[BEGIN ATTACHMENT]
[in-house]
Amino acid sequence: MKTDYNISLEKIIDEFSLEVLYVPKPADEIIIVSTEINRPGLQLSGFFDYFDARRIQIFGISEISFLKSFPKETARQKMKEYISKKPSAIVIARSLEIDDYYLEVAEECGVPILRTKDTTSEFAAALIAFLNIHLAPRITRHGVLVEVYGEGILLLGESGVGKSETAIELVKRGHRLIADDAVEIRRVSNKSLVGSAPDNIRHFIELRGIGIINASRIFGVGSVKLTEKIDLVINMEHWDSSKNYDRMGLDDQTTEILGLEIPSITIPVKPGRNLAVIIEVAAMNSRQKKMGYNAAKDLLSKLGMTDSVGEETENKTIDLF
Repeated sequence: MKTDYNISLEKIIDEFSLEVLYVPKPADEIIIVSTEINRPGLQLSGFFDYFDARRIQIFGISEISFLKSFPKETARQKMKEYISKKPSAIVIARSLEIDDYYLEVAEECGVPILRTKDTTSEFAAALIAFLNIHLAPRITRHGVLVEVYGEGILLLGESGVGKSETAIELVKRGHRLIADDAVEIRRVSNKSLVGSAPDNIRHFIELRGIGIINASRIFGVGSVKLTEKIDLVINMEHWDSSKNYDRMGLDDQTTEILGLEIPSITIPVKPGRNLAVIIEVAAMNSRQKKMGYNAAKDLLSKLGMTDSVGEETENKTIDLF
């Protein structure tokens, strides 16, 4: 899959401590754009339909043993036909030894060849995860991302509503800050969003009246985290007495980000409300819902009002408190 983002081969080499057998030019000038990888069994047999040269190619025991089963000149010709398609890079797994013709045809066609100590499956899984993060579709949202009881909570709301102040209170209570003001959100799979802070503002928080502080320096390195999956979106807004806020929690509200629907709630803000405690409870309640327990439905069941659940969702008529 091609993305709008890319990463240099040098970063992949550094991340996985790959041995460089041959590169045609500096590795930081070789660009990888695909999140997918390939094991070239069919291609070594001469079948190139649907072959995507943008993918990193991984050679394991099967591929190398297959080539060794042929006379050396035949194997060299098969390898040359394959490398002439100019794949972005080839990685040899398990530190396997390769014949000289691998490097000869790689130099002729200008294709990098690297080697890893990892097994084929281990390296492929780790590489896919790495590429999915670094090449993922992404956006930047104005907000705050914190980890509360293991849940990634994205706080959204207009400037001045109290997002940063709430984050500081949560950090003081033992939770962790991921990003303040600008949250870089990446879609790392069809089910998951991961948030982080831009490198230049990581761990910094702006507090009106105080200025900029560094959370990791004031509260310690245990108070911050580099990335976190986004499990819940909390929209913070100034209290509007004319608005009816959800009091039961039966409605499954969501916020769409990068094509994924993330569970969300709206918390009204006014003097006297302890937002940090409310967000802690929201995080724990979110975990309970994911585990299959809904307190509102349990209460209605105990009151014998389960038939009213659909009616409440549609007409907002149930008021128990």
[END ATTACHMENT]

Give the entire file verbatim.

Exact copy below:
[in-house]
Amino acid sequence: MKTDYNISLEKIIDEFSLEVLYVPKPADEIIIVSTEINRPGLQLSGFFDYFDARRIQIFGISEISFLKSFPKETARQKMKEYISKKPSAIVIARSLEIDDYYLEVAEECGVPILRTKDTTSEFAAALIAFLNIHLAPRITRHGVLVEVYGEGILLLGESGVGKSETAIELVKRGHRLIADDAVEIRRVSNKSLVGSAPDNIRHFIELRGIGIINASRIFGVGSVKLTEKIDLVINMEHWDSSKNYDRMGLDDQTTEILGLEIPSITIPVKPGRNLAVIIEVAAMNSRQKKMGYNAAKDLLSKLGMTDSVGEETENKTIDLF
Repeated sequence: MKTDYNISLEKIIDEFSLEVLYVPKPADEIIIVSTEINRPGLQLSGFFDYFDARRIQIFGISEISFLKSFPKETARQKMKEYISKKPSAIVIARSLEIDDYYLEVAEECGVPILRTKDTTSEFAAALIAFLNIHLAPRITRHGVLVEVYGEGILLLGESGVGKSETAIELVKRGHRLIADDAVEIRRVSNKSLVGSAPDNIRHFIELRGIGIINASRIFGVGSVKLTEKIDLVINMEHWDSSKNYDRMGLDDQTTEILGLEIPSITIPVKPGRNLAVIIEVAAMNSRQKKMGYNAAKDLLSKLGMTDSVGEETENKTIDLF
């Protein structure tokens, strides 16, 4: 899959401590754009339909043993036909030894060849995860991302509503800050969003009246985290007495980000409300819902009002408190 983002081969080499057998030019000038990888069994047999040269190619025991089963000149010709398609890079797994013709045809066609100590499956899984993060579709949202009881909570709301102040209170209570003001959100799979802070503002928080502080320096390195999956979106807004806020929690509200629907709630803000405690409870309640327990439905069941659940969702008529 091609993305709008890319990463240099040098970063992949550094991340996985790959041995460089041959590169045609500096590795930081070789660009990888695909999140997918390939094991070239069919291609070594001469079948190139649907072959995507943008993918990193991984050679394991099967591929190398297959080539060794042929006379050396035949194997060299098969390898040359394959490398002439100019794949972005080839990685040899398990530190396997390769014949000289691998490097000869790689130099002729200008294709990098690297080697890893990892097994084929281990390296492929780790590489896919790495590429999915670094090449993922992404956006930047104005907000705050914190980890509360293991849940990634994205706080959204207009400037001045109290997002940063709430984050500081949560950090003081033992939770962790991921990003303040600008949250870089990446879609790392069809089910998951991961948030982080831009490198230049990581761990910094702006507090009106105080200025900029560094959370990791004031509260310690245990108070911050580099990335976190986004499990819940909390929209913070100034209290509007004319608005009816959800009091039961039966409605499954969501916020769409990068094509994924993330569970969300709206918390009204006014003097006297302890937002940090409310967000802690929201995080724990979110975990309970994911585990299959809904307190509102349990209460209605105990009151014998389960038939009213659909009616409440549609007409907002149930008021128990």